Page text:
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From Thomas Mann's book A Guide to Library Research Methods Chapter 9, "Computer Searches":

Computer searches thus have both advantages and disadvantages. To use them intelligently you must recognize their limitations as well as their strengths. The important thing to remember is that they are only one weapon available to the researcher; they are not the whole arsenal. A thorough review of the literature of any subject requires a combination of the approaches discussed in this book.


The versatility of computer searches is so dazzling that a large humber of researchers are failing to note or heed their limitations. And, contrary to the popular saying, what you don't know can hurt you. I have seen this problem repeatedly, particularly with graduate students who want to do a literature review in preparation for writing a dissertation. ...

What is just as bad is that professors who direct doctoral dissertations allow computer searches to pass for complete literature reviews --- for the professors are usually just as naive about their limitations as the students are.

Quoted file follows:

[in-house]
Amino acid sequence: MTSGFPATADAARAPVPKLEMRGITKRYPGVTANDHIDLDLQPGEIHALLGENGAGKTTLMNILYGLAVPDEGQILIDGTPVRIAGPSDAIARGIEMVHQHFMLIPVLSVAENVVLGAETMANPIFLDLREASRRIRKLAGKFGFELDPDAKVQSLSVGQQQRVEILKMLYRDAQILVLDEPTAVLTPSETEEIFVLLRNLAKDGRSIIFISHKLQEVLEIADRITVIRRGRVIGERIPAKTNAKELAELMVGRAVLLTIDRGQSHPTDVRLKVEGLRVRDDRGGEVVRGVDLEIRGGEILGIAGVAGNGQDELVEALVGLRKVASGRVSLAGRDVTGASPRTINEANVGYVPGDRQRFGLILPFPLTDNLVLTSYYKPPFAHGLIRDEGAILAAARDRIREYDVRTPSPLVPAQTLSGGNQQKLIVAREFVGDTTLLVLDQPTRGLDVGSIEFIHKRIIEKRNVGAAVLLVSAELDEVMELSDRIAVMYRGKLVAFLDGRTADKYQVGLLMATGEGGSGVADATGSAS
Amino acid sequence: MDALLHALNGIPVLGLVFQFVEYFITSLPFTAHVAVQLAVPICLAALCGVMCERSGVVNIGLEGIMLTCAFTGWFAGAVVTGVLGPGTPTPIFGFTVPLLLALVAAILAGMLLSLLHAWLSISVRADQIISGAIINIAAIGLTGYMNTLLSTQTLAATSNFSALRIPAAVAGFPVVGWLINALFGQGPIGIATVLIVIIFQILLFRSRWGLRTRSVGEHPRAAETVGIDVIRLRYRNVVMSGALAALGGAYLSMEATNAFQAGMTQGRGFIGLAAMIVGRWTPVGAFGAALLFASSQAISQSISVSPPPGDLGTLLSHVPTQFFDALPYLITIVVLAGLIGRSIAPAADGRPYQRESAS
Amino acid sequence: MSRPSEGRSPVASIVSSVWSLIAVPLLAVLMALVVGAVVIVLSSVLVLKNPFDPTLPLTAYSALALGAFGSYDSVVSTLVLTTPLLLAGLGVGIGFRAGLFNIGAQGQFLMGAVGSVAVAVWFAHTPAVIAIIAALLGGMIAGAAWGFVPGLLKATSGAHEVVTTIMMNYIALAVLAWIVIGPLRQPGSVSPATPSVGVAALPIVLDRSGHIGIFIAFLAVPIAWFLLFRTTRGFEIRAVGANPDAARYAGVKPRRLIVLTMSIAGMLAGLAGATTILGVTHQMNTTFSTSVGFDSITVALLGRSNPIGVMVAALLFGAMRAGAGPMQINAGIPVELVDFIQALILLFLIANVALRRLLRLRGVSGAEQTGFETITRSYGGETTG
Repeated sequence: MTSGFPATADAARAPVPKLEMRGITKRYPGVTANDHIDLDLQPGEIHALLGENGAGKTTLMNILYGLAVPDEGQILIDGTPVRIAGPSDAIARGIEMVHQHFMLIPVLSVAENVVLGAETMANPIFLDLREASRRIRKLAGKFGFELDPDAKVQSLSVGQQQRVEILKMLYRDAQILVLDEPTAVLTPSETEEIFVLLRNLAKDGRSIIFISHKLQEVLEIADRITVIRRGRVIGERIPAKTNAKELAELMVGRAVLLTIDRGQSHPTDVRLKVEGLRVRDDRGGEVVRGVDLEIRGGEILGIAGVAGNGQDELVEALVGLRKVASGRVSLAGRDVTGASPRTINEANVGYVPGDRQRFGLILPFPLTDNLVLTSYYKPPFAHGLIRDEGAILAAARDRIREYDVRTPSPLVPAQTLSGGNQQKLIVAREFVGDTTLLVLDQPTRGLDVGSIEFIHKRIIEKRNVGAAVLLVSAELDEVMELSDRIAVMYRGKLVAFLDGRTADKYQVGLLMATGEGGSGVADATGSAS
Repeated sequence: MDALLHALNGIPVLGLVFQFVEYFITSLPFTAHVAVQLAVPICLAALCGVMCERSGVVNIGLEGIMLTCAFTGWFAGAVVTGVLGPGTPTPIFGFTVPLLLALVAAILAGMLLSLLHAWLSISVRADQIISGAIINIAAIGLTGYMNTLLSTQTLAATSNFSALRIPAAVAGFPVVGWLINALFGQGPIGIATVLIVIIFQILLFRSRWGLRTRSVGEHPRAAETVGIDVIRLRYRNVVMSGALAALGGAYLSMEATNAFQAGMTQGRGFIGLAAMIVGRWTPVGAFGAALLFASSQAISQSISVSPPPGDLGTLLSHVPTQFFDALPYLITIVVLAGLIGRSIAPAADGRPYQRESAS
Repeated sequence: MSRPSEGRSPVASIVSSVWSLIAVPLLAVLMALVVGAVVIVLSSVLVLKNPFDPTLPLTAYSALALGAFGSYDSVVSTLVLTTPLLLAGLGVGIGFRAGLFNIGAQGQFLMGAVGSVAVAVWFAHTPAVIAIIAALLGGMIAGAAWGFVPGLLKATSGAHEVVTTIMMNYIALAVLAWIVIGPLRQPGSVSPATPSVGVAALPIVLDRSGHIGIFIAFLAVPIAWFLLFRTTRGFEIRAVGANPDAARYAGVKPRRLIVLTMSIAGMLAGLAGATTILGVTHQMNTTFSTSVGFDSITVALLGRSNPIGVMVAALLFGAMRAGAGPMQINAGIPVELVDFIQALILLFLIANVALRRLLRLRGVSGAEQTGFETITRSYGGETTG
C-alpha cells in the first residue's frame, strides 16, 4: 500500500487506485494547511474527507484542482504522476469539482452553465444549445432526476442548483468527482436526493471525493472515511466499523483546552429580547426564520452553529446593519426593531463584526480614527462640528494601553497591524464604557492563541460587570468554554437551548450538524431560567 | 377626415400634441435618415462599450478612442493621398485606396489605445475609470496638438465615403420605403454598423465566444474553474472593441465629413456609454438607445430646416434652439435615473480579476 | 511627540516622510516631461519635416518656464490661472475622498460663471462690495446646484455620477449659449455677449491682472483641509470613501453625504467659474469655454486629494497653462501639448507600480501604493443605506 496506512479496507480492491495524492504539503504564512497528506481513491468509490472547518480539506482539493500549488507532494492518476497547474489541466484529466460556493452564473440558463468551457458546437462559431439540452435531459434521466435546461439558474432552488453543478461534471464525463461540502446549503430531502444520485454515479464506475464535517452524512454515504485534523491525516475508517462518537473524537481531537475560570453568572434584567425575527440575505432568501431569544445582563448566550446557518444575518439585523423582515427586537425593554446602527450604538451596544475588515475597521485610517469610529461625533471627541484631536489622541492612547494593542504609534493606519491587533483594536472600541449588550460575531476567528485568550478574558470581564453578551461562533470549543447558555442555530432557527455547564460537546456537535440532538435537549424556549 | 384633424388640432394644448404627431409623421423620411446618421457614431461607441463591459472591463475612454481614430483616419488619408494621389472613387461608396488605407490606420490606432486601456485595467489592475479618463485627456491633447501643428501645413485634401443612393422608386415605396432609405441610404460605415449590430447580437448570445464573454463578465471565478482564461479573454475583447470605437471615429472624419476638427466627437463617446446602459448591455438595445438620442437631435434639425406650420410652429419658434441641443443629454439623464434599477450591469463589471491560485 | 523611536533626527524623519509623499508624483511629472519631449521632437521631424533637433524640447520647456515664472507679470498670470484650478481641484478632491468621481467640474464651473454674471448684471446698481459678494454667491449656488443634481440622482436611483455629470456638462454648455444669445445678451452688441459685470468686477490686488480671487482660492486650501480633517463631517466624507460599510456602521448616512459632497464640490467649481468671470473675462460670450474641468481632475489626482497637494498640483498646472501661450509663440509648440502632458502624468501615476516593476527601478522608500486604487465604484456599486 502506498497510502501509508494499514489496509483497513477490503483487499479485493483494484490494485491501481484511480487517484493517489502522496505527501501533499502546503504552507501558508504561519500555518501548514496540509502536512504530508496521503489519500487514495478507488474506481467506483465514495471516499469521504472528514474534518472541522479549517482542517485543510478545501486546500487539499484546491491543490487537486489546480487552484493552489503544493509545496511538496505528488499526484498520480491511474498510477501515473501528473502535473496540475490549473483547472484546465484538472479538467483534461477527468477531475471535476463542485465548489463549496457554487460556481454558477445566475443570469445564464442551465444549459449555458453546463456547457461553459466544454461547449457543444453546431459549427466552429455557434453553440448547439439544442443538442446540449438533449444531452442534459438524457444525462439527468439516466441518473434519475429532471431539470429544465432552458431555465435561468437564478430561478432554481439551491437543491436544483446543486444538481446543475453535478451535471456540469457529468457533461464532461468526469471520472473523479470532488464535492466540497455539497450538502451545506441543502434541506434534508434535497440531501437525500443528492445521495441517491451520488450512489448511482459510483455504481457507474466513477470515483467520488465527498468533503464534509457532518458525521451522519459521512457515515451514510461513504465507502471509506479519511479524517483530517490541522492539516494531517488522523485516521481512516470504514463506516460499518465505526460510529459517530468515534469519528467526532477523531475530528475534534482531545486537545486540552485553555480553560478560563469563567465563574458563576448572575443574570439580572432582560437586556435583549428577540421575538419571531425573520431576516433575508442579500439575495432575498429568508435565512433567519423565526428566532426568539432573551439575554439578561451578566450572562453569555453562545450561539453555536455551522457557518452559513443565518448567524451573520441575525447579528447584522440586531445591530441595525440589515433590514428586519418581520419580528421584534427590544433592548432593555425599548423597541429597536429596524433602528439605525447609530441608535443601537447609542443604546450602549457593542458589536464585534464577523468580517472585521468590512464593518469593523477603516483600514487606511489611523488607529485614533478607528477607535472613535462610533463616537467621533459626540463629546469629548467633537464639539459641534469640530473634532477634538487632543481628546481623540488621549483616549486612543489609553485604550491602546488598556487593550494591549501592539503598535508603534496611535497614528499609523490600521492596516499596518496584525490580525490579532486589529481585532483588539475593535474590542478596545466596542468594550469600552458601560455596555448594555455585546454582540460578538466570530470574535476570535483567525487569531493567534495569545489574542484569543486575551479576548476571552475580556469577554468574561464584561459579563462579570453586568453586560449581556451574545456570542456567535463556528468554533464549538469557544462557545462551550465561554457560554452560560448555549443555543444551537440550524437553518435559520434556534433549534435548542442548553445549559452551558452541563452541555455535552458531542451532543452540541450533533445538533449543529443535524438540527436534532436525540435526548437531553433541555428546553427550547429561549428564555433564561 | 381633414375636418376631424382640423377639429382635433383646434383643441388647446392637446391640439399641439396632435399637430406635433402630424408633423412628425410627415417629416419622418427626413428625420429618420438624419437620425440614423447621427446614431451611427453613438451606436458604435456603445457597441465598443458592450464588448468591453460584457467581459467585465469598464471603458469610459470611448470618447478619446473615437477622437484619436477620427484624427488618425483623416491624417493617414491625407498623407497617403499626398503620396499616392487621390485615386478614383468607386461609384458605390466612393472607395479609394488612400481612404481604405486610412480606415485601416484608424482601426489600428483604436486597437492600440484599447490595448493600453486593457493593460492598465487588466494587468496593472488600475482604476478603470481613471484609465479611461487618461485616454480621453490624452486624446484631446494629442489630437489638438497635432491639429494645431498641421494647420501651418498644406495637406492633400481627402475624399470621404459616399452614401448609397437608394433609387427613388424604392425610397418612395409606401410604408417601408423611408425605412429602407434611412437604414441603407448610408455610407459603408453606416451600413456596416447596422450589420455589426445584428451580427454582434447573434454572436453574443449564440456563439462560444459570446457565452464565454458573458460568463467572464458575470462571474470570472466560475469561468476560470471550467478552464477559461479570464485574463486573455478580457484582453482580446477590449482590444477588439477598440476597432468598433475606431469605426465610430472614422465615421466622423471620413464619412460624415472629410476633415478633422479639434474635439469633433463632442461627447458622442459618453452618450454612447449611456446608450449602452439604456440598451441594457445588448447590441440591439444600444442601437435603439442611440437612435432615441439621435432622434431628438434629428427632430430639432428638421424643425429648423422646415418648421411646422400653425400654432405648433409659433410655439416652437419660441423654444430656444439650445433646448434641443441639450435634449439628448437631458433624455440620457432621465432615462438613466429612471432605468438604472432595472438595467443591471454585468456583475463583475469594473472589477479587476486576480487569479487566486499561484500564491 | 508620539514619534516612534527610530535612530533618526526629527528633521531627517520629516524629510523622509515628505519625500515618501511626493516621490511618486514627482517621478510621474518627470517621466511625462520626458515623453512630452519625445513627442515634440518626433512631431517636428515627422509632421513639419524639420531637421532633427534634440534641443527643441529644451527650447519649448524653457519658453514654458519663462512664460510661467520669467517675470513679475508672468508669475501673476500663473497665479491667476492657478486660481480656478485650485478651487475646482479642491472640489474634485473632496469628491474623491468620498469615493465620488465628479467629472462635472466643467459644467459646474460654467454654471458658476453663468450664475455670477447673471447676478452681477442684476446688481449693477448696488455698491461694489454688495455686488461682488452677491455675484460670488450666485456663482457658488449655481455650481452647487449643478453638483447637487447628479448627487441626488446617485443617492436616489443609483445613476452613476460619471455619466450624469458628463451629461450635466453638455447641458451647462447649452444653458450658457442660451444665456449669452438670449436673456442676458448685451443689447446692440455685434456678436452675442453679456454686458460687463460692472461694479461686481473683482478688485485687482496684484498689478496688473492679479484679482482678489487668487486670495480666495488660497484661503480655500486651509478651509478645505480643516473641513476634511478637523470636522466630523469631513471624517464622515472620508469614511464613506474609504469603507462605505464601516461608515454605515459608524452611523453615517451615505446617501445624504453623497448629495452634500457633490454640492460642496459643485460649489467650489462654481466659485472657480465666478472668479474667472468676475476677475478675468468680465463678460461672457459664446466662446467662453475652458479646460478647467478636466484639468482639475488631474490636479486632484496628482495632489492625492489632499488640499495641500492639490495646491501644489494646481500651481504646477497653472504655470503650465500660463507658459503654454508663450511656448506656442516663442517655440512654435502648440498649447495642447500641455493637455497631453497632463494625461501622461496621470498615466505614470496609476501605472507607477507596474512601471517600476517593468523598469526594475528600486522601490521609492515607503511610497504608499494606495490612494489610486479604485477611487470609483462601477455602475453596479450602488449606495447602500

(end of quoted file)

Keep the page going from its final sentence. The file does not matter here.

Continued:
What this amounts to can only be described as cultural lobotomy on a grand scale. When a significant percentage of our most educated people (prospective Ph.D.s) relies almost exclusively on computer searches for "in-depth" research, then we are fostering the growth of an intellectual system with very shallow roots. Since so much of the written memory of humanity before the 1970s is not in the computer in the first place --- or is only superficially indexed --- it is likely to be ignored by immature scholars if it isn't as easily retrievable as the more recent material. The older material --- especially the older journal articles --- "does not compute"; and to many graduate students this tends as a practical matter to mean "therefore it is not important." There tends to be a similar neglect of certain forms of literature, especially single-author books, because machines more readily retrieve journal articles and research reports. A moment's reflection will indicate that the computers are no better than the material that is loaded into them; and yet a surprising number of researchers expect them to be omniscient.

(See ^zhurnal DiggingTheStacks1 (21 June 2001) and DiggingTheStacks3 (11 July 2001))

Saturday, June 30, 2001 at 06:34:10 (EDT) = Datetag20010630


(correlates: YouCanHaveItAll, DiggingTheStacks1, DiggingTheStacks3, ...)